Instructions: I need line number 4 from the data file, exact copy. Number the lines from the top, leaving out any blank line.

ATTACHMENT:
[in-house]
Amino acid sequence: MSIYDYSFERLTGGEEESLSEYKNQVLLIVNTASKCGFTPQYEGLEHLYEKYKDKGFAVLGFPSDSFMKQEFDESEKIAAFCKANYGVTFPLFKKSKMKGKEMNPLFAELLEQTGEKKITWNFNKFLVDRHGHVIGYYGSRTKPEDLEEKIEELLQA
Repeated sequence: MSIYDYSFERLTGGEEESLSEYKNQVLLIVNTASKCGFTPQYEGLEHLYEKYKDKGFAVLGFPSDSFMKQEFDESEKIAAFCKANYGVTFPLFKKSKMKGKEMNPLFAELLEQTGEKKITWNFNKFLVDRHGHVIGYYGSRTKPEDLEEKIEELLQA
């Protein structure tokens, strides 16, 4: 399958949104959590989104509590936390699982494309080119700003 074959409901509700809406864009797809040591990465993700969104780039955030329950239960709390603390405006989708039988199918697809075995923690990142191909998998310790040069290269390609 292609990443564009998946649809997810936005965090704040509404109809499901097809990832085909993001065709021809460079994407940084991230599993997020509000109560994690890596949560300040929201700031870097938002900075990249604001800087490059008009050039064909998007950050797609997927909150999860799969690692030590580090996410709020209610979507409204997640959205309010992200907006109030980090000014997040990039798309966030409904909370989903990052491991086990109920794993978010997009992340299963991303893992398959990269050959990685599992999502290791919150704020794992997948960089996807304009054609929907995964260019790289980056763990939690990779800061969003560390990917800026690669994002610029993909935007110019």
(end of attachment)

């Protein structure tokens, strides 16, 4: 399958949104959590989104509590936390699982494309080119700003 074959409901509700809406864009797809040591990465993700969104780039955030329950239960709390603390405006989708039988199918697809075995923690990142191909998998310790040069290269390609 292609990443564009998946649809997810936005965090704040509404109809499901097809990832085909993001065709021809460079994407940084991230599993997020509000109560994690890596949560300040929201700031870097938002900075990249604001800087490059008009050039064909998007950050797609997927909150999860799969690692030590580090996410709020209610979507409204997640959205309010992200907006109030980090000014997040990039798309966030409904909370989903990052491991086990109920794993978010997009992340299963991303893992398959990269050959990685599992999502290791919150704020794992997948960089996807304009054609929907995964260019790289980056763990939690990779800061969003560390990917800026690669994002610029993909935007110019």